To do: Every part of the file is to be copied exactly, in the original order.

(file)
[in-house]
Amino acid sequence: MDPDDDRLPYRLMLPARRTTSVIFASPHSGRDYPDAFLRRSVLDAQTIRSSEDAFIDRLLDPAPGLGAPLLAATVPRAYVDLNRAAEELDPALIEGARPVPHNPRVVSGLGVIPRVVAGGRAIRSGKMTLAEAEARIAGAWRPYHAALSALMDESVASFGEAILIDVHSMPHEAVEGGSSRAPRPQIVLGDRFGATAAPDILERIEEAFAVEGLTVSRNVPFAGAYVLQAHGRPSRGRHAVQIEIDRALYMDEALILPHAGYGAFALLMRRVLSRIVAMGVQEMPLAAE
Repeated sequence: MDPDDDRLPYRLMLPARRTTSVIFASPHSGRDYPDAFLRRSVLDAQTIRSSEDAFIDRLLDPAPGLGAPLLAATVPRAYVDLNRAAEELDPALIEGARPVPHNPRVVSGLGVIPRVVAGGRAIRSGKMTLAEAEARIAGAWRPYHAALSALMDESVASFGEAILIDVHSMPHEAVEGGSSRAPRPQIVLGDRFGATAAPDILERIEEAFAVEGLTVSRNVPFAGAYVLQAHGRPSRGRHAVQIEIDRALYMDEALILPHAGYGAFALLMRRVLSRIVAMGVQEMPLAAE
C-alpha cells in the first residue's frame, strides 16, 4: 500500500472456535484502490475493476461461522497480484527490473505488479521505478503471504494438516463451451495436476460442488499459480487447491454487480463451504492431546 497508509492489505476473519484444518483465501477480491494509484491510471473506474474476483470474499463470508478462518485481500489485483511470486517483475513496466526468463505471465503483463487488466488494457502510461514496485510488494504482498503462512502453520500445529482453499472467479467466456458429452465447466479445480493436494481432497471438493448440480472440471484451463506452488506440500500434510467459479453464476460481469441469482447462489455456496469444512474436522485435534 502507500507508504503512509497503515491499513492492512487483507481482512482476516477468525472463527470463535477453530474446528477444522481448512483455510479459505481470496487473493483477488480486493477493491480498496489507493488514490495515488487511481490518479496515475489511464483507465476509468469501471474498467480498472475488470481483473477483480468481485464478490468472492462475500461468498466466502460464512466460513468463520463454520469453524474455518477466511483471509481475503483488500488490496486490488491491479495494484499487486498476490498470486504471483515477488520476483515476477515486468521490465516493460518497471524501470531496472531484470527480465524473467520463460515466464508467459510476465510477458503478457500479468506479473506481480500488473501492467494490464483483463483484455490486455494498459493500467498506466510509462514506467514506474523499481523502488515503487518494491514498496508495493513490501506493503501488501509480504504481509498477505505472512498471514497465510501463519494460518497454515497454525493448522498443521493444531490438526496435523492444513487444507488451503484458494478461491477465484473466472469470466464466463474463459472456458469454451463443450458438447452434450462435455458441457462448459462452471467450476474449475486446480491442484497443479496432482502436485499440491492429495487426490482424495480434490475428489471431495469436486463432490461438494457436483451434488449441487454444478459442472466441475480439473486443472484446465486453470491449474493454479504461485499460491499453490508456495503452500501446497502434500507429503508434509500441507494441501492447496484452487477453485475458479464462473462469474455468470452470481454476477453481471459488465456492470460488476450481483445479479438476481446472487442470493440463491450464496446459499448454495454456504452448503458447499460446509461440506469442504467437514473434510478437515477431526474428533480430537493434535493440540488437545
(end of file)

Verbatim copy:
[in-house]
Amino acid sequence: MDPDDDRLPYRLMLPARRTTSVIFASPHSGRDYPDAFLRRSVLDAQTIRSSEDAFIDRLLDPAPGLGAPLLAATVPRAYVDLNRAAEELDPALIEGARPVPHNPRVVSGLGVIPRVVAGGRAIRSGKMTLAEAEARIAGAWRPYHAALSALMDESVASFGEAILIDVHSMPHEAVEGGSSRAPRPQIVLGDRFGATAAPDILERIEEAFAVEGLTVSRNVPFAGAYVLQAHGRPSRGRHAVQIEIDRALYMDEALILPHAGYGAFALLMRRVLSRIVAMGVQEMPLAAE
Repeated sequence: MDPDDDRLPYRLMLPARRTTSVIFASPHSGRDYPDAFLRRSVLDAQTIRSSEDAFIDRLLDPAPGLGAPLLAATVPRAYVDLNRAAEELDPALIEGARPVPHNPRVVSGLGVIPRVVAGGRAIRSGKMTLAEAEARIAGAWRPYHAALSALMDESVASFGEAILIDVHSMPHEAVEGGSSRAPRPQIVLGDRFGATAAPDILERIEEAFAVEGLTVSRNVPFAGAYVLQAHGRPSRGRHAVQIEIDRALYMDEALILPHAGYGAFALLMRRVLSRIVAMGVQEMPLAAE
C-alpha cells in the first residue's frame, strides 16, 4: 500500500472456535484502490475493476461461522497480484527490473505488479521505478503471504494438516463451451495436476460442488499459480487447491454487480463451504492431546 497508509492489505476473519484444518483465501477480491494509484491510471473506474474476483470474499463470508478462518485481500489485483511470486517483475513496466526468463505471465503483463487488466488494457502510461514496485510488494504482498503462512502453520500445529482453499472467479467466456458429452465447466479445480493436494481432497471438493448440480472440471484451463506452488506440500500434510467459479453464476460481469441469482447462489455456496469444512474436522485435534 502507500507508504503512509497503515491499513492492512487483507481482512482476516477468525472463527470463535477453530474446528477444522481448512483455510479459505481470496487473493483477488480486493477493491480498496489507493488514490495515488487511481490518479496515475489511464483507465476509468469501471474498467480498472475488470481483473477483480468481485464478490468472492462475500461468498466466502460464512466460513468463520463454520469453524474455518477466511483471509481475503483488500488490496486490488491491479495494484499487486498476490498470486504471483515477488520476483515476477515486468521490465516493460518497471524501470531496472531484470527480465524473467520463460515466464508467459510476465510477458503478457500479468506479473506481480500488473501492467494490464483483463483484455490486455494498459493500467498506466510509462514506467514506474523499481523502488515503487518494491514498496508495493513490501506493503501488501509480504504481509498477505505472512498471514497465510501463519494460518497454515497454525493448522498443521493444531490438526496435523492444513487444507488451503484458494478461491477465484473466472469470466464466463474463459472456458469454451463443450458438447452434450462435455458441457462448459462452471467450476474449475486446480491442484497443479496432482502436485499440491492429495487426490482424495480434490475428489471431495469436486463432490461438494457436483451434488449441487454444478459442472466441475480439473486443472484446465486453470491449474493454479504461485499460491499453490508456495503452500501446497502434500507429503508434509500441507494441501492447496484452487477453485475458479464462473462469474455468470452470481454476477453481471459488465456492470460488476450481483445479479438476481446472487442470493440463491450464496446459499448454495454456504452448503458447499460446509461440506469442504467437514473434510478437515477431526474428533480430537493434535493440540488437545